Archive for the ‘Uncategorized’ category

Scientific Self-Control

September 17, 2008

In a recent Op-Ed in the New York Times (September 12), Brian Greene reassured us that the experiments now taking place in the Large Hadron Collider cannot produce a black hole that will swallow the earth. Apparently, Hawking has a theory that any black holes produced by the experiments will disappear almost instantly. We are reassured, that is, until we read the next-to-last paragraph where we are told “the most exciting prospect of all is that the experiments will reveal something completely unanticipated, something that forces us to rethink our most cherished explanations.”

We remember that when the first atomic bomb experiments were carried out in New Mexico some scientists feared that they might set off a conflagration that would burn up the world. It did not happen. But the end result, nevertheless, was the creation of a bomb and the subsequent creation of a larger bomb that when duplicated sufficiently could destroy civilizations, if not all life. Then we and the Russians armed ourselves with the capability to make quite possible a general catastrophe. We still have a sufficient capability to achieve this result, but luckily the probability of a massive use of nuclear weapons has faded into the background.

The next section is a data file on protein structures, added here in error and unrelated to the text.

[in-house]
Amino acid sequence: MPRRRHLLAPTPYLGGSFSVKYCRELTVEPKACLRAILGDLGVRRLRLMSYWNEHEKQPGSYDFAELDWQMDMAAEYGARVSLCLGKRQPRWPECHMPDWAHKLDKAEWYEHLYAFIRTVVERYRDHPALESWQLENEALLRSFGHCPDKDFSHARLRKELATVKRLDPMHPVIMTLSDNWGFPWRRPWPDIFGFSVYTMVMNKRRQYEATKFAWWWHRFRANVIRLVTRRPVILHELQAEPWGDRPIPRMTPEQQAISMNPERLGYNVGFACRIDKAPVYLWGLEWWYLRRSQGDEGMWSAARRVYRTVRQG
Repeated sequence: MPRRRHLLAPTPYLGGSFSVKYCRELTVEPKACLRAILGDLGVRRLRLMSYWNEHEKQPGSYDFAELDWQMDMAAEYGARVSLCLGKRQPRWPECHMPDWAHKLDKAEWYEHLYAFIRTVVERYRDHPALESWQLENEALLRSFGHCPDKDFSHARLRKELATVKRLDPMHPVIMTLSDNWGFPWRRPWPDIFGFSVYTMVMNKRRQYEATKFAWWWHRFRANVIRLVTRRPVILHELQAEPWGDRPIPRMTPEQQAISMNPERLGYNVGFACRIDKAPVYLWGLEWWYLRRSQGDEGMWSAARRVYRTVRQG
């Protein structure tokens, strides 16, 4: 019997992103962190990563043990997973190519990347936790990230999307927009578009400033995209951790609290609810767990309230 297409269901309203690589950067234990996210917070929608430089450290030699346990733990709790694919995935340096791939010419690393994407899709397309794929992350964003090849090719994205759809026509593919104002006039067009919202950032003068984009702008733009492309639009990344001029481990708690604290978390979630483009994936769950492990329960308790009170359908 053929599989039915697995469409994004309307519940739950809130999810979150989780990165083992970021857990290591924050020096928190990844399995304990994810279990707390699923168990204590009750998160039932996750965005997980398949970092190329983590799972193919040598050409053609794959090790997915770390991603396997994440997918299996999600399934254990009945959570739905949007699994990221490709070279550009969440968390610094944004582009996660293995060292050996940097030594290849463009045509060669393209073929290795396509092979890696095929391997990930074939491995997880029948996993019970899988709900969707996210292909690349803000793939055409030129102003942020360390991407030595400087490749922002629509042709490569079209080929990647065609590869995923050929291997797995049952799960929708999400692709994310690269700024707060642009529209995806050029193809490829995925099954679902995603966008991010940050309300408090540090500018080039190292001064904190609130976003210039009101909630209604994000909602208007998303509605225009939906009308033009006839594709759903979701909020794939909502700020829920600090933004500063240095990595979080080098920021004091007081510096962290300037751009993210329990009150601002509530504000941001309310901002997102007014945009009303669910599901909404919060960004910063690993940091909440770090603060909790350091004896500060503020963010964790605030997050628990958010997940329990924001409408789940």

Many believe that the end of civilization will be brought about by too much knowledge instead of too little. Scientists seem quite unable to control their enthusiasm for the new, and governments or private individuals seem more than willing to support their efforts. Ninety percent of our worries about the increase in the numbers and capabilities of robots, or the creation of new pathogens for warfare or to defend against the pathogens others might create, or what will come of pushing back the frontiers of physics and chemistry, or breakthroughs in the understanding of the brain and how to enter into its deliberations from the outside (initially for treatment of disease perhaps) and so forth may be foolish imaginings. But I think we have developed faith enough in science to believe that a great deal that we cannot conceive of today will be conceived of in the future — and if conceptualized will eventually be rendered “useful”.